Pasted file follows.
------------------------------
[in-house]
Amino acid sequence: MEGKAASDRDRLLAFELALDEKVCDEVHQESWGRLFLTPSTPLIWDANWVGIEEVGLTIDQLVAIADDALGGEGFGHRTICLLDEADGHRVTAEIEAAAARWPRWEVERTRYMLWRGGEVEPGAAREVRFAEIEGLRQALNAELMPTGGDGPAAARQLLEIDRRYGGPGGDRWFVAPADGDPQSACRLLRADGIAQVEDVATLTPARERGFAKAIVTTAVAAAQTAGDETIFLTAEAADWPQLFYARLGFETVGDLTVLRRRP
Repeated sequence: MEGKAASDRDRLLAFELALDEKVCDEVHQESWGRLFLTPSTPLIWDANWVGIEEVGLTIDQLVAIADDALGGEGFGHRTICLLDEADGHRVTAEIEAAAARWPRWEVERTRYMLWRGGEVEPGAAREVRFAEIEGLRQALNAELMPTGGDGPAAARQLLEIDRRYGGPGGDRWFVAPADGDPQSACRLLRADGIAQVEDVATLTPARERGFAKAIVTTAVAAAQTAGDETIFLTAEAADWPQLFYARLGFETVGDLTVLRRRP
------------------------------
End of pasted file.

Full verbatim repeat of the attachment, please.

[in-house]
Amino acid sequence: MEGKAASDRDRLLAFELALDEKVCDEVHQESWGRLFLTPSTPLIWDANWVGIEEVGLTIDQLVAIADDALGGEGFGHRTICLLDEADGHRVTAEIEAAAARWPRWEVERTRYMLWRGGEVEPGAAREVRFAEIEGLRQALNAELMPTGGDGPAAARQLLEIDRRYGGPGGDRWFVAPADGDPQSACRLLRADGIAQVEDVATLTPARERGFAKAIVTTAVAAAQTAGDETIFLTAEAADWPQLFYARLGFETVGDLTVLRRRP
Repeated sequence: MEGKAASDRDRLLAFELALDEKVCDEVHQESWGRLFLTPSTPLIWDANWVGIEEVGLTIDQLVAIADDALGGEGFGHRTICLLDEADGHRVTAEIEAAAARWPRWEVERTRYMLWRGGEVEPGAAREVRFAEIEGLRQALNAELMPTGGDGPAAARQLLEIDRRYGGPGGDRWFVAPADGDPQSACRLLRADGIAQVEDVATLTPARERGFAKAIVTTAVAAAQTAGDETIFLTAEAADWPQLFYARLGFETVGDLTVLRRRP